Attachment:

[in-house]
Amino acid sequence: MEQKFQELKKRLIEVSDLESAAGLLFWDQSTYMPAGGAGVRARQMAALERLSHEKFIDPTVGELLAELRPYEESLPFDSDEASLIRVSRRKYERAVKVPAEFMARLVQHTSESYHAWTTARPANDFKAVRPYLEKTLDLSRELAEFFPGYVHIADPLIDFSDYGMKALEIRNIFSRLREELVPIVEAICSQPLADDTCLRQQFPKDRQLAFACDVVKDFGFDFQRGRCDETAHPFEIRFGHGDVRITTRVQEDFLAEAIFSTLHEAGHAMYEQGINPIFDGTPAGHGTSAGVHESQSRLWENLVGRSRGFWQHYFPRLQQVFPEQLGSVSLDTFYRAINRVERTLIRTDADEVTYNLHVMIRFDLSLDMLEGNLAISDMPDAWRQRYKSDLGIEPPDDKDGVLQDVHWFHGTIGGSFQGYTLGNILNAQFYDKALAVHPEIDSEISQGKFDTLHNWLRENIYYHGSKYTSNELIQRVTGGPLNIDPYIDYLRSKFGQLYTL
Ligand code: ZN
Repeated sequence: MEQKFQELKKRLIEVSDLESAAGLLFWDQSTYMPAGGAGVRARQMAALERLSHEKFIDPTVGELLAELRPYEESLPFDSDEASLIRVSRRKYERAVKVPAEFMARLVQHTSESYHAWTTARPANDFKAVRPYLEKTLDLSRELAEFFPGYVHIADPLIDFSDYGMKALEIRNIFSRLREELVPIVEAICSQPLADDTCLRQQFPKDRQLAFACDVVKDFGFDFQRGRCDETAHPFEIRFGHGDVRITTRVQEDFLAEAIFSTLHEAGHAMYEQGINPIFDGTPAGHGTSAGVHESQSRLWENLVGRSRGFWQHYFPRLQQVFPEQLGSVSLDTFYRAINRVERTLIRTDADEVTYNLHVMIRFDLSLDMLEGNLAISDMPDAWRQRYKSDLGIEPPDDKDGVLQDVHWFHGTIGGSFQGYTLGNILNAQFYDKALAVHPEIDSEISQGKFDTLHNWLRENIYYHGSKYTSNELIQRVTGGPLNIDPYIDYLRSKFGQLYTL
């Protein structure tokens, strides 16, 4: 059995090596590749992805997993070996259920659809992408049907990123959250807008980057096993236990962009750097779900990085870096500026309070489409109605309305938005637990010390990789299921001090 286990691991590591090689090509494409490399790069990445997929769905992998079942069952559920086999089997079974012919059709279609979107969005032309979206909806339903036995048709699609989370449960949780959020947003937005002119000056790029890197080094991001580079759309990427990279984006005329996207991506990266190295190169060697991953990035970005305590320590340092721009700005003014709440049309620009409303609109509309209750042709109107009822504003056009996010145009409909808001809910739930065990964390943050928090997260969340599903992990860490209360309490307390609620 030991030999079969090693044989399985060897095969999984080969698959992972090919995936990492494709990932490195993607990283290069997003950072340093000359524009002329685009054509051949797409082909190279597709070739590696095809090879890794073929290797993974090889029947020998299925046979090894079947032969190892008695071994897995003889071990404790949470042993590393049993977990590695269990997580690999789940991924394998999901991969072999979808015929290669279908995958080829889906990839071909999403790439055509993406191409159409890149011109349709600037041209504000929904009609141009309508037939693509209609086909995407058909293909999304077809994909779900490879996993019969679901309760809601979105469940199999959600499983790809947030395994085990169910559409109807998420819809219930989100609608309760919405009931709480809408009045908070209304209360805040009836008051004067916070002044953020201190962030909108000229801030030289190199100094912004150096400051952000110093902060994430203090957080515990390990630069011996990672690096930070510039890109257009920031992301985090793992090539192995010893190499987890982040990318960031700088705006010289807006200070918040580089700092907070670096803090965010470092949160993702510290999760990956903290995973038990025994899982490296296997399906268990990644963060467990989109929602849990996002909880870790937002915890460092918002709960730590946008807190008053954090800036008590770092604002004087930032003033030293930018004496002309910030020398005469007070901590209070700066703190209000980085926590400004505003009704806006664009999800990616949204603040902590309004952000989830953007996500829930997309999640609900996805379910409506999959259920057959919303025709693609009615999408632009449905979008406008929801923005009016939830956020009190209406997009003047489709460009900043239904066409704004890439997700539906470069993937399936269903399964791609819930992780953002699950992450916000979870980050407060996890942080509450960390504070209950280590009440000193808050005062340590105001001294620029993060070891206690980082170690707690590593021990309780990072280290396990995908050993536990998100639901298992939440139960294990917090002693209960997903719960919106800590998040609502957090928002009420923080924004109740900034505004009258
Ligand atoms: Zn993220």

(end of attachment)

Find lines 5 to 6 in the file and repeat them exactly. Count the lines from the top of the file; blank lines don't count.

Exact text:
């Protein structure tokens, strides 16, 4: 059995090596590749992805997993070996259920659809992408049907990123959250807008980057096993236990962009750097779900990085870096500026309070489409109605309305938005637990010390990789299921001090 286990691991590591090689090509494409490399790069990445997929769905992998079942069952559920086999089997079974012919059709279609979107969005032309979206909806339903036995048709699609989370449960949780959020947003937005002119000056790029890197080094991001580079759309990427990279984006005329996207991506990266190295190169060697991953990035970005305590320590340092721009700005003014709440049309620009409303609109509309209750042709109107009822504003056009996010145009409909808001809910739930065990964390943050928090997260969340599903992990860490209360309490307390609620 030991030999079969090693044989399985060897095969999984080969698959992972090919995936990492494709990932490195993607990283290069997003950072340093000359524009002329685009054509051949797409082909190279597709070739590696095809090879890794073929290797993974090889029947020998299925046979090894079947032969190892008695071994897995003889071990404790949470042993590393049993977990590695269990997580690999789940991924394998999901991969072999979808015929290669279908995958080829889906990839071909999403790439055509993406191409159409890149011109349709600037041209504000929904009609141009309508037939693509209609086909995407058909293909999304077809994909779900490879996993019969679901309760809601979105469940199999959600499983790809947030395994085990169910559409109807998420819809219930989100609608309760919405009931709480809408009045908070209304209360805040009836008051004067916070002044953020201190962030909108000229801030030289190199100094912004150096400051952000110093902060994430203090957080515990390990630069011996990672690096930070510039890109257009920031992301985090793992090539192995010893190499987890982040990318960031700088705006010289807006200070918040580089700092907070670096803090965010470092949160993702510290999760990956903290995973038990025994899982490296296997399906268990990644963060467990989109929602849990996002909880870790937002915890460092918002709960730590946008807190008053954090800036008590770092604002004087930032003033030293930018004496002309910030020398005469007070901590209070700066703190209000980085926590400004505003009704806006664009999800990616949204603040902590309004952000989830953007996500829930997309999640609900996805379910409506999959259920057959919303025709693609009615999408632009449905979008406008929801923005009016939830956020009190209406997009003047489709460009900043239904066409704004890439997700539906470069993937399936269903399964791609819930992780953002699950992450916000979870980050407060996890942080509450960390504070209950280590009440000193808050005062340590105001001294620029993060070891206690980082170690707690590593021990309780990072280290396990995908050993536990998100639901298992939440139960294990917090002693209960997903719960919106800590998040609502957090928002009420923080924004109740900034505004009258
Ligand atoms: Zn993220």